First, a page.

Yoga og meditation kan gøre mere en blot hjælpe dig til at føle sig afslappet i øjeblikket. Et nyt videnskabeligt review indikerer at disse og andre mindfulness øvelser faktisk kan rette stressrelaterede ændringer i generne, der er knyttet til dårligt helbred og depression.

I et nyt forskningsarbejde, offentliggjort i Frontiers in Immunology, har britiske forskere analyseret resultaterne i 18 tidligere offentliggjort studier, der samlet involverede 846 personer, i forhold til de biologiske virkninger af meditation, yoga, åndedrætsøvelser, Qi gong og Tai Chi. Samlet set, siger forfatterne, viser studierne at disse sind-krop øvelser lader til at undertrykke gener og genetiske systemer som fremmer betændelse.

Betændelse kan midlertidigt forstærke immunsystemet, og det kan være beskyttende mod infektion og skader, skriver forfatterne i deres papir. Men i nutidens samfund, hvor stress primært er af psykologisk karakter, kan kroppens betændelsesreaktion blive kronisk og kan skade både det fysiske og det mentale helbred.

Kommentar: Delvist oversat af fra Yoga and meditation can change your genes

Researchers found that people who practiced these activities regularly had fewer signs of inflammation, including a decrease in their production of inflammatory proteins. This signals "the reversal of the molecular signature of the effects of chronic stress," they wrote, which may translate to a reduced risk of inflammation-related diseases and conditions.

Environment and lifestyle can both affect which genes are turned on and off, and that can have real effects on disease risk, longevity and even which traits get passed on to future generations. Stressful events, for example, can activate the fight-or-flight response and trigger a chain reaction of stress-related changes in the body—including activating specific genes involved in making proteins that produce inflammation.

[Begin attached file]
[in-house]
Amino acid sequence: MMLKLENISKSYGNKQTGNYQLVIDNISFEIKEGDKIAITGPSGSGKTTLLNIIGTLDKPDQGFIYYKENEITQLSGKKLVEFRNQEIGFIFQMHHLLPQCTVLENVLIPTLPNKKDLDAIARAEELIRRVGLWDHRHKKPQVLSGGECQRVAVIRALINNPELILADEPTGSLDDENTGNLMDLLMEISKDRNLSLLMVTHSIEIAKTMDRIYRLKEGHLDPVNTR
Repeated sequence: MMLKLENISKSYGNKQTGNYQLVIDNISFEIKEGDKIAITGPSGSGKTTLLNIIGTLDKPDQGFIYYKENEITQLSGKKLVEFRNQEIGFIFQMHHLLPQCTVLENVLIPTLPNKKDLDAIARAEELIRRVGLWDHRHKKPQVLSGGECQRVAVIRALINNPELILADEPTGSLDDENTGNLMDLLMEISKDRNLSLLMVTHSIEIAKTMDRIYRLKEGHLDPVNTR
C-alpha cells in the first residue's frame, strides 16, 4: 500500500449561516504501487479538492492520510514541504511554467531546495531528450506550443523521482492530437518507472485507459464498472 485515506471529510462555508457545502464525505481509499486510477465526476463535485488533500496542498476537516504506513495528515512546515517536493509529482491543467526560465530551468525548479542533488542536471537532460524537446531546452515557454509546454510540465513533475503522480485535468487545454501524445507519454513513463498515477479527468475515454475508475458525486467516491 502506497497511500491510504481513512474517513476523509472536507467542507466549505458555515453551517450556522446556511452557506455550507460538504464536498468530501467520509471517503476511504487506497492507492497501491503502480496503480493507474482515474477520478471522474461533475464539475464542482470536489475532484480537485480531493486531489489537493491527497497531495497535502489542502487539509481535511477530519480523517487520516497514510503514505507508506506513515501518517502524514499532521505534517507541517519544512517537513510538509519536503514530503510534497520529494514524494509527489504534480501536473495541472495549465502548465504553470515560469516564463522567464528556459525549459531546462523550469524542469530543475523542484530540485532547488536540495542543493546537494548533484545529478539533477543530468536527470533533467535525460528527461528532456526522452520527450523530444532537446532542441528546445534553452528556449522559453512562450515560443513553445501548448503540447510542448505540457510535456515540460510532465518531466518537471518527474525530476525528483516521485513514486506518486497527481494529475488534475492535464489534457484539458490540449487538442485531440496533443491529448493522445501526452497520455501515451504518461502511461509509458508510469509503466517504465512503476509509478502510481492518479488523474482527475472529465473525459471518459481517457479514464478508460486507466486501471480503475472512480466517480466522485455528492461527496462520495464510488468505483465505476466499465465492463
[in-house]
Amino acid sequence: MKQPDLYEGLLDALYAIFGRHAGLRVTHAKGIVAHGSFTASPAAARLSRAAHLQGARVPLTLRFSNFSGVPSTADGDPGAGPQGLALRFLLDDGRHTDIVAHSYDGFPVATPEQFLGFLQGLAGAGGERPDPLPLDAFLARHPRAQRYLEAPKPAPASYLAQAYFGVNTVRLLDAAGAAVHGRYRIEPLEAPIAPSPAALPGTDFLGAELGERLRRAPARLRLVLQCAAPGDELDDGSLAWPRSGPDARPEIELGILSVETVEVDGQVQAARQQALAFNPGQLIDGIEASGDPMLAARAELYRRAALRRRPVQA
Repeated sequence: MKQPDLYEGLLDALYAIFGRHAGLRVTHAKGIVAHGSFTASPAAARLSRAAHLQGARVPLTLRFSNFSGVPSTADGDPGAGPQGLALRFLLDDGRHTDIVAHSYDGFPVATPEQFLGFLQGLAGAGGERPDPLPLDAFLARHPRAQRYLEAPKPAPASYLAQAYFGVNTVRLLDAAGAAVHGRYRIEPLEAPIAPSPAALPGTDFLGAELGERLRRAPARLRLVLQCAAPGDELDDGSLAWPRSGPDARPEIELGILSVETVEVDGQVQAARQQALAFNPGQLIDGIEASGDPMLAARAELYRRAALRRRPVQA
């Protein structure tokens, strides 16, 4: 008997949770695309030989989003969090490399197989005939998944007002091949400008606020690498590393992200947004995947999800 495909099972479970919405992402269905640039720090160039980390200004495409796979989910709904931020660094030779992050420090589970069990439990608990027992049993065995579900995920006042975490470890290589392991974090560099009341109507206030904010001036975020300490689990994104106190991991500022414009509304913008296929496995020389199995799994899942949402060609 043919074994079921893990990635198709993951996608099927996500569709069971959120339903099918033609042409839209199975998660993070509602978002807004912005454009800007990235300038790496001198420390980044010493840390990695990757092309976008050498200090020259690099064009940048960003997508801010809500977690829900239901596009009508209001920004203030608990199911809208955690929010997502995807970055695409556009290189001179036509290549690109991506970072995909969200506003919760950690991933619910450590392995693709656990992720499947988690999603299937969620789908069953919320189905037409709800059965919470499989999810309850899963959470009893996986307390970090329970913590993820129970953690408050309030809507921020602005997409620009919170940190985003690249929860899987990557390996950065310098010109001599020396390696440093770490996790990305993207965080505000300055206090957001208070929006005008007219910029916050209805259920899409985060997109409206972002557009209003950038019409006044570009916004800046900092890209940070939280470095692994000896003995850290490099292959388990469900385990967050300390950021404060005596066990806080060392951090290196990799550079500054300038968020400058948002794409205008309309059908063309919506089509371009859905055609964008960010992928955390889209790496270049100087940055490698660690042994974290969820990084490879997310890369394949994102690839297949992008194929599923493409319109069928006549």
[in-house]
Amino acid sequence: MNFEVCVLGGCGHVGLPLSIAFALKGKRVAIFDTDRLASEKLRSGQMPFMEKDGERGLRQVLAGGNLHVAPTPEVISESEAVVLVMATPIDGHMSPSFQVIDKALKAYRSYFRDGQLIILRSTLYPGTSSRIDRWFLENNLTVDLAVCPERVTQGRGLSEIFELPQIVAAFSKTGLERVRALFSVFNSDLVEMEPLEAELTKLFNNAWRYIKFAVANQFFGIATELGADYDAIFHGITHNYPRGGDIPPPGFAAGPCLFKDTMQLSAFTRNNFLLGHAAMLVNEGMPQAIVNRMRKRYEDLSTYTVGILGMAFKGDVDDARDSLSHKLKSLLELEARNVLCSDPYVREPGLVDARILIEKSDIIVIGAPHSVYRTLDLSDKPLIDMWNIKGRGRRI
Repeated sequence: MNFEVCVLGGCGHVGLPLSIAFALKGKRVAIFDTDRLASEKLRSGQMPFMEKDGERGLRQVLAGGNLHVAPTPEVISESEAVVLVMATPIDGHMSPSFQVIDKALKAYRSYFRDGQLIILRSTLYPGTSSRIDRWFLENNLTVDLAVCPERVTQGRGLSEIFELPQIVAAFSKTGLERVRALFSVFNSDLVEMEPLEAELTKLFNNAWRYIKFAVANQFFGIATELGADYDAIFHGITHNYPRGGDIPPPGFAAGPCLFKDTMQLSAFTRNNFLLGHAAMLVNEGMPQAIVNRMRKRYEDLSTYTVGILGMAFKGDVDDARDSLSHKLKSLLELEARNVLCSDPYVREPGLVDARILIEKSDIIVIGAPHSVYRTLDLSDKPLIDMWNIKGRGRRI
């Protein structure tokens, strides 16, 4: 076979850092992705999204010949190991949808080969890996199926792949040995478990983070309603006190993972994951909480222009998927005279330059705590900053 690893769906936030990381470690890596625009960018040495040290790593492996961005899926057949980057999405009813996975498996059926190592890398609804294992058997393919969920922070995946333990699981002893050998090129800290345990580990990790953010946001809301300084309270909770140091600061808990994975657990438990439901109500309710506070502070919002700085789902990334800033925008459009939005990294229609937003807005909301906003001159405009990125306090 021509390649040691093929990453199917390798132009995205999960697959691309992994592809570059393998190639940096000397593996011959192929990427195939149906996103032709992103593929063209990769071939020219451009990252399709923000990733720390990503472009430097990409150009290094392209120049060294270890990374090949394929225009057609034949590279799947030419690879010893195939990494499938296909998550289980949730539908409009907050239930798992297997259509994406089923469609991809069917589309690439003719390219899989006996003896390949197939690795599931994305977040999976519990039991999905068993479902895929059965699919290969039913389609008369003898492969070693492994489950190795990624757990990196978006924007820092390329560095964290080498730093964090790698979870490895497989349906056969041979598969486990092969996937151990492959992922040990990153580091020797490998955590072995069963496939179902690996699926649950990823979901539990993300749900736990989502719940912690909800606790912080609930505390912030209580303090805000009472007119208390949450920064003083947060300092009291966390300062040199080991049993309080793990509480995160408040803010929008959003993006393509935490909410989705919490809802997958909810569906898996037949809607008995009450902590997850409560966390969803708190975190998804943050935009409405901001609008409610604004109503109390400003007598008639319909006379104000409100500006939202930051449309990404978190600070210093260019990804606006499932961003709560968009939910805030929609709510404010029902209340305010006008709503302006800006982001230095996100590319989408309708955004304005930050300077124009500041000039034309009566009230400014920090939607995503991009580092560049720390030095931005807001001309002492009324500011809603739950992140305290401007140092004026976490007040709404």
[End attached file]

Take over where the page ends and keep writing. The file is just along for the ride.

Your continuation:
Lead author Ivana Buric, a PhD student in Coventry University's Brain, Belief and Behaviour Lab in England, says her team was surprised to see that different types of mind-body techniques had such similar effects at the genetic level. "Sitting meditation is quite different than yoga or Tai Chi," she said in an email, "yet all of these activities—when practiced regularly—seem to decrease the activity of genes involved in inflammation."

This is a relatively new field of research, she adds, and it's likely that similar benefits could be obtained from other lifestyle changes like healthy eating and exercise. There aren't yet enough studies to know how activities like yoga compare to other types of physical activity in terms of altering gene expression.

Buric says the existing studies suggest that mind-body interventions "cause the brain to steer our DNA processes along a path which improves our well being." She also emphasizes that inherited genes are not static and that DNA activity can depend on things people can control. "By choosing healthy habits every day, we can create a gene activity pattern that is more beneficial for our health," she says. "Even just 15 minutes of practicing mindfulness seems to do the trick."